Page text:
One of the unexpected extras that come with FL Studio 7 is the Speech Synthesizer. If you're doing a track that calls for a phrase from an alien or robotic voice, then you'll probably find that one of the 20 speech models in the menu does the trick. Just type your phrase in the box, and you can hear it spoken or sung by a man, a woman, a munchkin, a nerd, or a robot, among others.
When you click on the check mark to accept what you're hearing, FL Studio asks you to save a .speech file, which contains the phrase as separate words. The program then creates a Fruity Slicer Generator (see Fig. 1), in which each word is assigned to a separate key, as well as a piano-roll window from which the words can be played back with the original rhythm.
FIG. 1: The words produced by the Speech Synthesizer appear in the Fruity Slicer Generator.
There are many ways to extend the power of the Speech Synthesizer by rearranging and processing its output. Here are a few of my favorite techniques.
Use the Speech Synthesizer three or four times, entering the same phrase each time but choosing different Personalities. Select Monotone as the Style for each phrase and enter a different pitch. Choose the pitches to create a chord.
Assuming you didn't switch to a new step-sequencer pattern during the process, you'll now have a pattern that will play back a choir singing your phrase as a chord. The sense that it's an ensemble will be enhanced by the differences among the Personalities, but for the same reason, you may find that the choir doesn't have good rhythmic cohesion. You can solve this by quantizing or hand editing the notes in the piano roll so that they have the same start times. Rerendering one of the voices with a different Rate setting may give you a better rhythmic match.
Each note in the Slicer's piano-roll data can be tuned up or down in the event editor strip. Moving the note pitch by more than a couple of half steps will introduce timbral changes, but if you choose initial pitches in such a way that each of them needs to be transposed up or down by only a few semitones, it's quite practical to produce a synthetic choir with moving harmonies (see Web Clip 1).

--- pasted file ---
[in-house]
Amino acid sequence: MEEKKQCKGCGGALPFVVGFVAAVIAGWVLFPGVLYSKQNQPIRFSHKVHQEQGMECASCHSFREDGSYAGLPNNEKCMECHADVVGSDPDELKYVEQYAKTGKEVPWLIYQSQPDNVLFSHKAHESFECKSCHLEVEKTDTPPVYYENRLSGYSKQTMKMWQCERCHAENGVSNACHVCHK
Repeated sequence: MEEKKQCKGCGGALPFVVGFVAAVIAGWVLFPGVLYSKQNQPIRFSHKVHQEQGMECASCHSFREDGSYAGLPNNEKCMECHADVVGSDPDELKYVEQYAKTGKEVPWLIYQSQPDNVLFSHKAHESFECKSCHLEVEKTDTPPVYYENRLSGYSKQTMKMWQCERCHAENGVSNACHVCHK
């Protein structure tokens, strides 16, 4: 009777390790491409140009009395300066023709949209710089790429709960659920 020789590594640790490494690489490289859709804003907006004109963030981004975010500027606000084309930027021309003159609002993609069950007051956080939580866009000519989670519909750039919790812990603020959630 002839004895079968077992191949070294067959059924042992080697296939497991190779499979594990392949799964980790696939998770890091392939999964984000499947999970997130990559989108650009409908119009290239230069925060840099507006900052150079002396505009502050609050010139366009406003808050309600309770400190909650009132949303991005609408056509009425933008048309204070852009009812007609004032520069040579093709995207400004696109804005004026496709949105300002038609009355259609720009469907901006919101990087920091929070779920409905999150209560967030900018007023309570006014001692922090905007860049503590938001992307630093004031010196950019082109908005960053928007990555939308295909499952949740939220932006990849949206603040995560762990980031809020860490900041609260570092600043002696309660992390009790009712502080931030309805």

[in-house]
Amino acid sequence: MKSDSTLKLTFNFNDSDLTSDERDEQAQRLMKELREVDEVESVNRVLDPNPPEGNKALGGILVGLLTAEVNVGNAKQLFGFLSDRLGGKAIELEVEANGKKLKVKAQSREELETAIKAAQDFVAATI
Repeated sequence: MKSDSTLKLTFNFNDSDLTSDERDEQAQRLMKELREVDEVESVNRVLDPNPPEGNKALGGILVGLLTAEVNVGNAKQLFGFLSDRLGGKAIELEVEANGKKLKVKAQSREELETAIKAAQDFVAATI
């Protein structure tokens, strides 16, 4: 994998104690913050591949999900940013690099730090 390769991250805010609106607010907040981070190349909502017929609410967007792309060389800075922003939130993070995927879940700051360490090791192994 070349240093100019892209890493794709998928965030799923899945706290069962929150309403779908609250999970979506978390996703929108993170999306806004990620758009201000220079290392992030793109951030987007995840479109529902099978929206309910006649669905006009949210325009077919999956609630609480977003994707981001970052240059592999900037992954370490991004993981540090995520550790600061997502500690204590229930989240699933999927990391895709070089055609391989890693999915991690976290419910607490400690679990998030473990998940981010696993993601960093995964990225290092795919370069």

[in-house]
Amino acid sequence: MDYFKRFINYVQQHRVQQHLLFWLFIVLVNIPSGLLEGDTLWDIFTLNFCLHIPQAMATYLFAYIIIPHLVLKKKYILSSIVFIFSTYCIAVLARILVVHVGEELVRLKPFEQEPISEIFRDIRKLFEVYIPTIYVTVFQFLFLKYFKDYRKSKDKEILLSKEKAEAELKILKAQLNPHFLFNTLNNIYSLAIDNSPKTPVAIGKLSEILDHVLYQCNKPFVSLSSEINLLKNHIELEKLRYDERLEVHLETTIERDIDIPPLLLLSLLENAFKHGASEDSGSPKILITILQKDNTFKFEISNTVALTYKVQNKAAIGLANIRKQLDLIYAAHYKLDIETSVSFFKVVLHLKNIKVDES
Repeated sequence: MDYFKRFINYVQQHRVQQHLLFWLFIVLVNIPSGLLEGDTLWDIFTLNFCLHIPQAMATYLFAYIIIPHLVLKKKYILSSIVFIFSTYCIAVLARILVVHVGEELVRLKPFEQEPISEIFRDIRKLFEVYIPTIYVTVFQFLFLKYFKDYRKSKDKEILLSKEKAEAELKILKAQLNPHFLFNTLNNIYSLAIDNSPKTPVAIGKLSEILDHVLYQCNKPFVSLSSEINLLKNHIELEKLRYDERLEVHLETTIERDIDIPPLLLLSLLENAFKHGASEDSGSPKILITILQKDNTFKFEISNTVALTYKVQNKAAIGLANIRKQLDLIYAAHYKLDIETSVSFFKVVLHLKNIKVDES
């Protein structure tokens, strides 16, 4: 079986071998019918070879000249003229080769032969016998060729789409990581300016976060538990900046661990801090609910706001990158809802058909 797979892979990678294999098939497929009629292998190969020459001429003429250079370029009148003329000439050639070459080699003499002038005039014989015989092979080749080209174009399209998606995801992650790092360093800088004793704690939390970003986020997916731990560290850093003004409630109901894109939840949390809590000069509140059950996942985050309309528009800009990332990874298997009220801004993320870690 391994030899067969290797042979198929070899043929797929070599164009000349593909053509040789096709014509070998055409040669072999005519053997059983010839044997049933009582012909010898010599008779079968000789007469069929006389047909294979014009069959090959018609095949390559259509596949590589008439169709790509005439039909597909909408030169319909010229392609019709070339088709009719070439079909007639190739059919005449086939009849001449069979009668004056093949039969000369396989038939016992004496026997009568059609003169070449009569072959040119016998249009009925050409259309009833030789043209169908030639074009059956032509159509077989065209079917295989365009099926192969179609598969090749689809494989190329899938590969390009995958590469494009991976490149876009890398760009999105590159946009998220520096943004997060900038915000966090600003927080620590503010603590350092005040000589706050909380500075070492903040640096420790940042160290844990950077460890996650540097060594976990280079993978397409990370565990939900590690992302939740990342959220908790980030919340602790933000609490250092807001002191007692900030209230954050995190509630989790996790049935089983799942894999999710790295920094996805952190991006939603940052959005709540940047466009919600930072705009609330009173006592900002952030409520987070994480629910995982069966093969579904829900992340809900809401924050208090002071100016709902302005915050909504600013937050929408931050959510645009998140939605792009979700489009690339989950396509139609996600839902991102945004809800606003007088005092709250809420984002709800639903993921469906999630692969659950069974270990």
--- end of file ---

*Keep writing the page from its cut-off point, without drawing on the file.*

Massaging a Word
FL Studio's new audio editor, Edison, provides some nice tools for processing samples, including time-stretching, a convolution reverb, and a blur tool. Edison can't load .speech files, but there's an easy work-around. After bringing up the Channel Settings window for the Slicer that's playing your phrase, click on the Plugin tab and then on the second button where you see a file folder. From the drop-down menu, select Save Original Sample. This command can export the .speech file as a WAV file, which you can then load into Edison with markers for the words.
If you want to process individual words in a way that would change their length, create a second Edison. Select the word(s) you want to process, click and hold the Drag button (the one at the right end of the Edison toolbar), and drag into the second Edison.
Drag the resulting file into a new Sampler Generator to trigger it in patterns. Before you do the drag-copy, however, open the Edit Properties window for Edison (the shortcut key is F2) and switch off Tempo Sync. In the early-release version of FL 7, the Sampler Generator has problems playing tempo-synced files.
Scratch Me Up
From the Channels menu, create a Wave Traveller and drag your synthesized word(s) from Edison into the Wave Traveller. Here you can create a different scratching sound for each MIDI key. A Wave Traveller can contain many scratches but only one sound file. If you need to scratch two or more different sounds from the keyboard, then create a Layer Generator, assign several Wave Travellers to the Layer Generator, and choose Split Children from its menu.
FL Studio is capable of many creative effects, from ring modulation to envelope-controlled morphing EQ. Using the Speech Synthesizer is a great way to start experimenting with them.
Jim Aikin writes regularly for EM and other music-technology magazines. Visit him online atwww.musicwords.net.